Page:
Texting or Calling When A Loved One Dies

Arkansas River

I am writing today from beautiful Tulsa, Oklahoma.

A few years ago, when a friend of mine lost her mother, she would text me. I tried to call, to be more personable, but it seemed right after the loss, all she wanted to do was text. After my recent loss I get it now.

  1. Immediately after the death of a loved one, there are many arrangements to be made. You are very busy and physically and emotionally drained. It is easier to text someone while in a conference with the funeral home director than it is to take a phone call.
  2. It is easier to text and cry at the same time than it is to talk and cry at the same time. I am not embarrassed to cry over the phone. That is not the point. It is just that crying and talking at the same time is not as effective as texting and crying at the same time.
  3. Right after the death of a loved one, you have a lot to process emotionally. You want to be in contact with those you love and you need their support. Texting on your time table allows you to be more in control of the process instead of answering the phone whenever it rings.

So, if I did not answer the phone when you called immediately after my mother died please do not take offense, and please do not think that your thoughtfulness was not appreciated-it was! I would have never known it was better to text than call right after a friend loses a close loved one until it happened to me. I get it now. Chances are though that some people may actually prefer a call instead of a text. If so please comment and share your feelings below.


  1. I can totally understand that as well. We need to be able to reach out, be connected, but for various reasons it may not be a call or even a physical meeting. That is one of the great things I like about texting and social media. You can still maintain the connections you need even when it can’t be direct.

    Sorry, I was not able to attend your mother’s funeral. She was a wonderful lady, and I’m glad I got to know her. God bless you William and your family in your time of loss.


  2. Hi William,

    I can really relate to this. When Wanda died, late one night, we went the following day to make arrangements. By the time I got home, I had 17 messages on my recorder. I returned a few, but didn’t get them all returned until the next day or two. I was so overwhelmed and it was just “too much” to talk to everyone. Plus, some people want to know all the details right then. My advice is if you do call, keep it VERY short – just let the person know you’re thinking of them, love them, etc.

    So, William, I’m thinking of you. I love you. I’m praying for your family.

    Love, Cousin Bear


  3. Well said, William. I agree. Even when you’ve had some time to ‘prepare’ – (how do you ever ‘prepare’ to lose a loved one?) – it is still an overwhelming task to process everything the first few hours, and yes days. And if the loss is sudden, and completely unexpected, it’s even more so. But still so important to know that people care. When we lost our son, Jonathan, it was an experience like nothing else I’ve ever had. Precious in some ways, and heart-rending in many others. I was thankful to get to spend a few minutes with you at the viewing. You are much loved . . . as was your Mom. Keep serving your Best Friend as you have for many years. He is constantly giving you more ways to touch those around you, which you do so well. Thank you, William.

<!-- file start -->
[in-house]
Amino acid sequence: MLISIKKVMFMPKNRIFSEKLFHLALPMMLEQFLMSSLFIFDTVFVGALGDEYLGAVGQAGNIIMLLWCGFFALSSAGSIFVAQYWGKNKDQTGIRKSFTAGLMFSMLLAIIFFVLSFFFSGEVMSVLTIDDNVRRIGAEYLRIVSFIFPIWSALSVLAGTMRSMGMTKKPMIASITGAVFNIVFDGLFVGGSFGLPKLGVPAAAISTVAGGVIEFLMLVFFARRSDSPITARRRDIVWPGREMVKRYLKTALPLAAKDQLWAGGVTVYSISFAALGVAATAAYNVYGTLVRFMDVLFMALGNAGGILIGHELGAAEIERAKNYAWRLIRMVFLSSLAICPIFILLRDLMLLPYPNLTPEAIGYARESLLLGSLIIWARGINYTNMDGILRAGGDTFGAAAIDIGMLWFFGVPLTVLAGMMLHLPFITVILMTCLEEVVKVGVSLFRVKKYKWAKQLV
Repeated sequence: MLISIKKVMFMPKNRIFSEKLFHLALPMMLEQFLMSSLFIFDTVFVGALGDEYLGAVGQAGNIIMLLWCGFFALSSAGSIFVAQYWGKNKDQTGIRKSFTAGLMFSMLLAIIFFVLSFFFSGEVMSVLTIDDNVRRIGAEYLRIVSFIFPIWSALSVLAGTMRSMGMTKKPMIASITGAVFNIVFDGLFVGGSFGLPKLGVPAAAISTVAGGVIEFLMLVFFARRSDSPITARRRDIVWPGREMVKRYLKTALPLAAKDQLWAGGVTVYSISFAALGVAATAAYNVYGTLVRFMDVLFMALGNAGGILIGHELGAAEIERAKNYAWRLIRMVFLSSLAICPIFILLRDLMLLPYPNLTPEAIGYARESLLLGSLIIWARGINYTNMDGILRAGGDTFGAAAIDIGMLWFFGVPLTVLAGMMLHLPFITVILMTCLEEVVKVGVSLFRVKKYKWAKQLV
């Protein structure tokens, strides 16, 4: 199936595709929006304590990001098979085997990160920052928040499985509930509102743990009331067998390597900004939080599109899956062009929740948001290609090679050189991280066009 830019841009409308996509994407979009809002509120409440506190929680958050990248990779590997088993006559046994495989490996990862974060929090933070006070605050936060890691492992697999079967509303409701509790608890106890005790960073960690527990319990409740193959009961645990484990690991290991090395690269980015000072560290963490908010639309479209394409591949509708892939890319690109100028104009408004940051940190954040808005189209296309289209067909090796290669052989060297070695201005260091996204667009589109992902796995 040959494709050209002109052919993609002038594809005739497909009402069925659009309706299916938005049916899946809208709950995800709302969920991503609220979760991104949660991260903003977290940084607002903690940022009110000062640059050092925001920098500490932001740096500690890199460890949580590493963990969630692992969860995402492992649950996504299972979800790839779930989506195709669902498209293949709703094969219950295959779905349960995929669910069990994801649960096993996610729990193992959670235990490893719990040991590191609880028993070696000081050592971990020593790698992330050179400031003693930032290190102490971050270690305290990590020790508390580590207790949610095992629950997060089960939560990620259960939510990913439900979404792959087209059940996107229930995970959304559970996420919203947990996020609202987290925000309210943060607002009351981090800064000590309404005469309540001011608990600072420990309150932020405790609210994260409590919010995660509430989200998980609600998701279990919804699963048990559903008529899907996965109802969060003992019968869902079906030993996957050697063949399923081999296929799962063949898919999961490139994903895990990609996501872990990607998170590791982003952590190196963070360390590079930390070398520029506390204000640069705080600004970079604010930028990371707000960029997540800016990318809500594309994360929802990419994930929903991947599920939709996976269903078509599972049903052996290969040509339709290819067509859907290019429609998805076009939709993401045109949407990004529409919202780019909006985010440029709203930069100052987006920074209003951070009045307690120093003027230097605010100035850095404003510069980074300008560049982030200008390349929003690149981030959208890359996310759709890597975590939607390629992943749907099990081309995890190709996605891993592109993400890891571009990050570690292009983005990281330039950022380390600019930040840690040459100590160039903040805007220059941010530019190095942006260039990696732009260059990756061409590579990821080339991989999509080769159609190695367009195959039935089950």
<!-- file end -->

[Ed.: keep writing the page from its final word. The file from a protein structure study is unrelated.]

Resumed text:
Love you.



  4. I agree – texting is better because there are too many responsibilities in a very short period of time. When I received a phone call that my husband had died, I left work to go prepare for the immediate family viewing. I received a phone call on the way, wondering when the funeral was – it was less than 20 min. after he died. I made the decision then to prioritize phone calls.


  5. With business or with friends, I don’t expect people to pick up the phone, or look at text messages or emails. I know that people will look at or listen to messages when they can. If I have to know something for some reason, I will try to get the person to answer me, usually using another method other than the original that I used to contact them.

    When someone is going through the death of a loved one or some other trauma, that person needs to live through the process in whatever way they choose, even if it means that may mean not answer phone calls, emails or text messages at the time or ever.


  6. Dear William,
    My sincere thanks for your last two posts especially in the light of your grieving. I have shared them with friends who have gone through or are going through this very testing time. It is sometimes so hard for us to accept God’s Will as opposed to what we want Him to do. I am sure that your mother would be very happy and proud of how you and she are still blessing others in their times of testing. May God continue to bless you in your continuing ministry.


  7. Sorry, I just don’t understand the current process of texting. My phone lives at the charging station except when I leave home, then it goes with me. I can be emailed or receive phone calls or snail mail. Don’t ever text me! (Old-fashioned, I know.) And I am currently grieving. Lost my husband of 57 years just 3 weeks ago. But I have to accept that God’s timing is perfect. Don’t ask me to explain that. I just have to accept it. Call me, email me, send me a card, just don’t text me! It will not be seen.


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